Disney’s Launchpad is back for season 2. The studio’s incubator program, designed to highlight creatives from underrepresented backgrounds and pair them with Disney creative executives and mentors, released its first set of short films last year. Last time, the program invited up-and-coming directors to participate, and this year, the pool was expanded to include writers as well.
Launchpad is led by the Director of RISE Creative Talent Pathways Mahin Ibrahim and Senior Manager of RISE Launchpad Phillip Domfeh. Under their supervision, the finalists created six short films, exploring various cultures, themes and perspectives. This time, as Ibrahim mentioned during my interview with her and Domfeh, they made a concerted effort to expand on season 1 by venturing into different genres like martial arts and horror.
The result is a series of delightful and uplifting films which celebrate diverse creatives in front of, and behind, the camera. Launchpad is the kind of project that is desperately needed in the industry, and it’s heartening to see that Disney remains committed to supporting diverse stories from diverse creators.
Launchpad season 1 is streaming now on Disney+ and season 2 premieres September 29th.
Disney’s “Launchpad” Season 2 is a collection of live-action shorts from a new generation of dynamic filmmakers. This season showcases six writers, five directors and one writer-director from underrepresented backgrounds who were given the opportunity to share their perspectives and creative visions. Continuing the goal of Disney’s first season of “Launchpad,” which was to diversify the types of stories that are being told by giving access to those who historically have not had it, “Launchpad” Season 2 is proud to present six new shorts for Disney+ based on the theme of “connection.”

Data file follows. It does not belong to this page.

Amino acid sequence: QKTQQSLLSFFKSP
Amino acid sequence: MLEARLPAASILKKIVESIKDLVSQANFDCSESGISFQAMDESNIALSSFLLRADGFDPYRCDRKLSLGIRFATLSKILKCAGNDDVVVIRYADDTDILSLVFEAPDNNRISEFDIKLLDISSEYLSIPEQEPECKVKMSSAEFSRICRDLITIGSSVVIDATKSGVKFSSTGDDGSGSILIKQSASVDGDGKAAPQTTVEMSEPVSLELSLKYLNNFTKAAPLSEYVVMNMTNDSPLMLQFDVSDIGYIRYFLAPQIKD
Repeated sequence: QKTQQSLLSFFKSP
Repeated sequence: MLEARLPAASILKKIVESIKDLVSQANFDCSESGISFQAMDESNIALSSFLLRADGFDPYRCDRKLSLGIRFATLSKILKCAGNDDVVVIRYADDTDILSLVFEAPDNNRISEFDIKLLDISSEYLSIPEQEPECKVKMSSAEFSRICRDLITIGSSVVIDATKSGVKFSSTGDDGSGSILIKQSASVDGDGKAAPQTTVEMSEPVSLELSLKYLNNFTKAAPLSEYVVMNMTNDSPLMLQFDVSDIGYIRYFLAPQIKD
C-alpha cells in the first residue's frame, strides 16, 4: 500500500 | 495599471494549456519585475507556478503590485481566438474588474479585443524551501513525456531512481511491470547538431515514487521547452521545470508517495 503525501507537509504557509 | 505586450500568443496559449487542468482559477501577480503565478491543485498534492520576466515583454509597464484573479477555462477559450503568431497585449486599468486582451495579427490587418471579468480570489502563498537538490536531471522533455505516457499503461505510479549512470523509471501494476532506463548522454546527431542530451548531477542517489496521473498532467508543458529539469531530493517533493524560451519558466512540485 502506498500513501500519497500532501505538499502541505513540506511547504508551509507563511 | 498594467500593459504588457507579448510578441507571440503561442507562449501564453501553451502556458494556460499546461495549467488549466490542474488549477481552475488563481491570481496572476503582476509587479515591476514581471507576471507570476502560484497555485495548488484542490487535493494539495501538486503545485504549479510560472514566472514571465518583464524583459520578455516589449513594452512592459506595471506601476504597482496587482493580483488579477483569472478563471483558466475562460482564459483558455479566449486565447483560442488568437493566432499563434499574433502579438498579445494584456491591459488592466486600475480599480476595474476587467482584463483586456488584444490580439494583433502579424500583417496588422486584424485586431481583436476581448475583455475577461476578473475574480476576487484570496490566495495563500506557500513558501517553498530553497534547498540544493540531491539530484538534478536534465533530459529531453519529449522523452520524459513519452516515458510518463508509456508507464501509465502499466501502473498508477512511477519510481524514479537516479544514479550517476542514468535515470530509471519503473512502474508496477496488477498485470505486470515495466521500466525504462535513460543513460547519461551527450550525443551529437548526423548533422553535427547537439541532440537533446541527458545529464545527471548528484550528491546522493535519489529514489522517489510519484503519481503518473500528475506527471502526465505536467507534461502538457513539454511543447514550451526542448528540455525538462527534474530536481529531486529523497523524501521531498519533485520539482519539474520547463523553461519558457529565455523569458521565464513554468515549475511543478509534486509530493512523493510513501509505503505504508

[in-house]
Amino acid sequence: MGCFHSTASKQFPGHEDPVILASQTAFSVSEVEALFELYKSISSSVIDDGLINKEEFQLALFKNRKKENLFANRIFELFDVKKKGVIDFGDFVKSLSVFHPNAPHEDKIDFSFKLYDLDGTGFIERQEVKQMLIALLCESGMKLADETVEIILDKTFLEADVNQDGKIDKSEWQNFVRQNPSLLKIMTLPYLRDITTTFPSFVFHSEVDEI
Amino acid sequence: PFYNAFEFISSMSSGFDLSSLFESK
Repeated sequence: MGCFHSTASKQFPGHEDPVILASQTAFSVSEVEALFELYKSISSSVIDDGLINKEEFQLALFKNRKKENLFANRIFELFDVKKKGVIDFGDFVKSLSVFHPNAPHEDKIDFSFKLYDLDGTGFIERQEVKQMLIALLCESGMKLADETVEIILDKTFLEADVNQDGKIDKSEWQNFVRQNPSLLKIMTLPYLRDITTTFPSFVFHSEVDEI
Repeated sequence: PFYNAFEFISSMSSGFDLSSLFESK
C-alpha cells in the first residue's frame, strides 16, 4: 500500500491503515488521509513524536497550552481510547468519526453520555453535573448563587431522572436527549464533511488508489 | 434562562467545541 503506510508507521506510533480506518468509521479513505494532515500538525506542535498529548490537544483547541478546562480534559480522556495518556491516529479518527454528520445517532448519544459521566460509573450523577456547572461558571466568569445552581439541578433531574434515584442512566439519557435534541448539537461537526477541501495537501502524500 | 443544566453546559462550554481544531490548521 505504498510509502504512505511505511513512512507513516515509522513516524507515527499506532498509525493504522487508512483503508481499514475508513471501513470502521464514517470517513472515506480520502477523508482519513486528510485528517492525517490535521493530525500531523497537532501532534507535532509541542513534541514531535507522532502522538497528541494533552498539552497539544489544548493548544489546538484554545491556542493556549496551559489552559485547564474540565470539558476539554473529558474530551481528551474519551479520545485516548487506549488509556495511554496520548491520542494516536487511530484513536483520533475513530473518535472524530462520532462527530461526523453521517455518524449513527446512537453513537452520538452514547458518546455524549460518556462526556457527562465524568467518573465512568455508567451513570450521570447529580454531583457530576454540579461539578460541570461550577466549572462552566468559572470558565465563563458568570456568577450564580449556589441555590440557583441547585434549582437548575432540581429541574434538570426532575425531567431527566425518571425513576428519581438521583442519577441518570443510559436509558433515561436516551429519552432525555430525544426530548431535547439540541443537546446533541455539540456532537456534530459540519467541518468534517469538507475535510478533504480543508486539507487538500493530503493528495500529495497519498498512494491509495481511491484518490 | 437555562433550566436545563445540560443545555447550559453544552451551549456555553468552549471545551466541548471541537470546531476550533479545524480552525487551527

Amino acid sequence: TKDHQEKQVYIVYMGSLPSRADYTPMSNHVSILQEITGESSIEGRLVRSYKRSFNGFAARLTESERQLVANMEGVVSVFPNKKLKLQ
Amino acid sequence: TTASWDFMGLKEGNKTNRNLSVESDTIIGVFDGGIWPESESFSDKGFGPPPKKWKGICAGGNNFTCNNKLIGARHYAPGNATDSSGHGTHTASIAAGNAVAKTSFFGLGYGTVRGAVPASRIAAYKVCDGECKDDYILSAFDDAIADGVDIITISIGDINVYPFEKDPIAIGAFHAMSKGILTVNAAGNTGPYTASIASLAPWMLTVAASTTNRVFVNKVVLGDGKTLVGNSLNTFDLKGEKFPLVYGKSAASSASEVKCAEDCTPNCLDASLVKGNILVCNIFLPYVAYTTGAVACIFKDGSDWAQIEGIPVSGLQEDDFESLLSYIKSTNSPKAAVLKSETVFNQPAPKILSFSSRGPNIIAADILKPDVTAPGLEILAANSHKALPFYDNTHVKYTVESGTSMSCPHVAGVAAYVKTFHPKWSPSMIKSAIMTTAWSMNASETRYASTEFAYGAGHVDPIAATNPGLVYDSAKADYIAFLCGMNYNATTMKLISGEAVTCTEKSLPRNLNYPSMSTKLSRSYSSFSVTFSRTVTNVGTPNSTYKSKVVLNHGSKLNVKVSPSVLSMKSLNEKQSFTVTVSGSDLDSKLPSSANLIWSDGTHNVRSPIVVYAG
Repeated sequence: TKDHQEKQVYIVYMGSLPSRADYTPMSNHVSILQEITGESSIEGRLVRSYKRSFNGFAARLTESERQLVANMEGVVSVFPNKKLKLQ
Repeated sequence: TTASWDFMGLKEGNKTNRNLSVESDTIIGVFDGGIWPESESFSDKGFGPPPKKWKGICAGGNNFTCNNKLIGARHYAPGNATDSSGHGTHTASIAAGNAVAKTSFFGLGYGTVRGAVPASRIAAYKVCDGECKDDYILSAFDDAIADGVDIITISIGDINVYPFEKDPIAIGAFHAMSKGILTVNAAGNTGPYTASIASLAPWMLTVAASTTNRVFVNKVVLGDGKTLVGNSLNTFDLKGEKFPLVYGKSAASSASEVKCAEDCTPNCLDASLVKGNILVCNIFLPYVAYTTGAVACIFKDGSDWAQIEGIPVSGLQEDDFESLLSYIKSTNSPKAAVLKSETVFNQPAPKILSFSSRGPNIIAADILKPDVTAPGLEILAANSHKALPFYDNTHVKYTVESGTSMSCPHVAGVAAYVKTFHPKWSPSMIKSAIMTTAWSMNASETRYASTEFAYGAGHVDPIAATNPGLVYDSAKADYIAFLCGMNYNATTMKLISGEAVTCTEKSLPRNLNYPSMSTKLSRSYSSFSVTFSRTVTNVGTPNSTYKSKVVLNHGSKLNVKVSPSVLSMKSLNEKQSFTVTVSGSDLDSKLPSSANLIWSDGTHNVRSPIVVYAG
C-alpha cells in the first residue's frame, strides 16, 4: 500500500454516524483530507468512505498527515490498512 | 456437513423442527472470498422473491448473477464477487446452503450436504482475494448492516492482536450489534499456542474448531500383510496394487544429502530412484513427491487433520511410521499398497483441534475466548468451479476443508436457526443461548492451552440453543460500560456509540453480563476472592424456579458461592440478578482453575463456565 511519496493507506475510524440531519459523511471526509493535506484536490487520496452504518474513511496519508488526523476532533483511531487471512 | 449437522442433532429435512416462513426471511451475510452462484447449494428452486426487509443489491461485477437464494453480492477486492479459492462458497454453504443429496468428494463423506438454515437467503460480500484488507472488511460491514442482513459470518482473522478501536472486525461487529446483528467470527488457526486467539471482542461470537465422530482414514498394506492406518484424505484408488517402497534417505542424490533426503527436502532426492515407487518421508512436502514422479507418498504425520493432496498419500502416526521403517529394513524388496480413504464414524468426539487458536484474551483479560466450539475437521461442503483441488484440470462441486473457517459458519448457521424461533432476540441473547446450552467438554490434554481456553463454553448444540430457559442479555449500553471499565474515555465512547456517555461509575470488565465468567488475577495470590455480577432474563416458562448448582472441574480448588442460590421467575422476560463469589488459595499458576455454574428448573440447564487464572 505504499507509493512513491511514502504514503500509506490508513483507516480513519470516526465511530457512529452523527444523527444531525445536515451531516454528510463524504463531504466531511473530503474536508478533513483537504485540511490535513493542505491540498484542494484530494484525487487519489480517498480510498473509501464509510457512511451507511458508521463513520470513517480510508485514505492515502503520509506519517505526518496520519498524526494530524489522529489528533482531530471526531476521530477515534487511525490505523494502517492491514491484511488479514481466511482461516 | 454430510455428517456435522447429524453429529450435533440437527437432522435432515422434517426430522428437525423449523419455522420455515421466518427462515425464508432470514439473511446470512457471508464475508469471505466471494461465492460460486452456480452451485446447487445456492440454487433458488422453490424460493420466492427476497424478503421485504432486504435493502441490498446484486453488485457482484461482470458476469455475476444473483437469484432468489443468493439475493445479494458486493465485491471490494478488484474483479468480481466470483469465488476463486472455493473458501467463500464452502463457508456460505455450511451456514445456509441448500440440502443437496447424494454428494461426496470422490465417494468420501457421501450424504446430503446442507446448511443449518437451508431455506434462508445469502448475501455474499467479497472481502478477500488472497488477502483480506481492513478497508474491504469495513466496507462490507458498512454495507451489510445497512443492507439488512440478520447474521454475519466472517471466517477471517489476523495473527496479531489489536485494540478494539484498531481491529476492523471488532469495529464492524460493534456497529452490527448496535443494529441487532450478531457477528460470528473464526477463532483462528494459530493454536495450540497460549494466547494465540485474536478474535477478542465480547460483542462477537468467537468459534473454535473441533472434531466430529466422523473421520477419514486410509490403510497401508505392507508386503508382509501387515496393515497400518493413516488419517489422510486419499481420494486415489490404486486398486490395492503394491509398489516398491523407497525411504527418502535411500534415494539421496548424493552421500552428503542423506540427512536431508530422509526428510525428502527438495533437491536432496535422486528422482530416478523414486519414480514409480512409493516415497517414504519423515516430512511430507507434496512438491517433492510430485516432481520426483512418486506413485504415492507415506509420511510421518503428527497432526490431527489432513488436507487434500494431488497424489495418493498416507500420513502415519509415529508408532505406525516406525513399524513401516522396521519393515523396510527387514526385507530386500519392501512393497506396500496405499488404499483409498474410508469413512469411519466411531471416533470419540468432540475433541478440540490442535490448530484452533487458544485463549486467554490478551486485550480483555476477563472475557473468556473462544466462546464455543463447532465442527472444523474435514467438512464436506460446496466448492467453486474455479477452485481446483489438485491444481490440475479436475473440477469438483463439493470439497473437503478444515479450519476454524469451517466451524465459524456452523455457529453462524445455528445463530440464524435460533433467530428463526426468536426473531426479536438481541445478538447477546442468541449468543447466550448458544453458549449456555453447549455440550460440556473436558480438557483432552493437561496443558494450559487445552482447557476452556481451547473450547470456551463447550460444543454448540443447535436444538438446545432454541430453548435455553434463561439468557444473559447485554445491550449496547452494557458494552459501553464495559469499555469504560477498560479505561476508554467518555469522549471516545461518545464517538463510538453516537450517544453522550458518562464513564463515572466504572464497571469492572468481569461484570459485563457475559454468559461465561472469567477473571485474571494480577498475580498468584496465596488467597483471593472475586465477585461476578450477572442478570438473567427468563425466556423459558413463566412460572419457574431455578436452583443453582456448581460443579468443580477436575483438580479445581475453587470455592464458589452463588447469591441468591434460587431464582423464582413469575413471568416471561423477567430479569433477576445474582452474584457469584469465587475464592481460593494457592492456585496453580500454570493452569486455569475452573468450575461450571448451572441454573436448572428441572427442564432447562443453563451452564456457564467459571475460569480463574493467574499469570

REVIEW – A Season of Connection and Community
If there’s a common theme across DIsney’s countless stories, it’s a desire to not just entertain, but to inspire its audiences. While Launchpad is a unique and innovative project, the films created as part of the program certainly fit well with Disney’s inspirational objectives. Each of the short films in season 2 carry strong messages of identity, acceptance and love. The six anthology films that make up the second season tell vastly different stories, with differing perspectives and highlighting different cultures. And yet, despite all those differences, the six films feel cohesive. That makes sense considering that the theme for the second season was “connection.”
While Producer Phillip Domfeh explained that they intentionally wanted the theme to be broadly interpreted, there is an unmistakable synergy between the films. Each film is approximately 20 minutes long and puts its own fresh spin on familiar genres.
Black Belts, a film by Filipino and African-American filmmaker Spencer Glover and writer Xavier Stiles, is a coming of age story set in Compton, CA. The homages to old school martial arts films are clear from the opening scene, and just the fact that it’s a Kung Fu story centered around a Black family is unique in and of itself. However, we quickly find that it’s a film that’s less about kicks and punches, and more about love and family.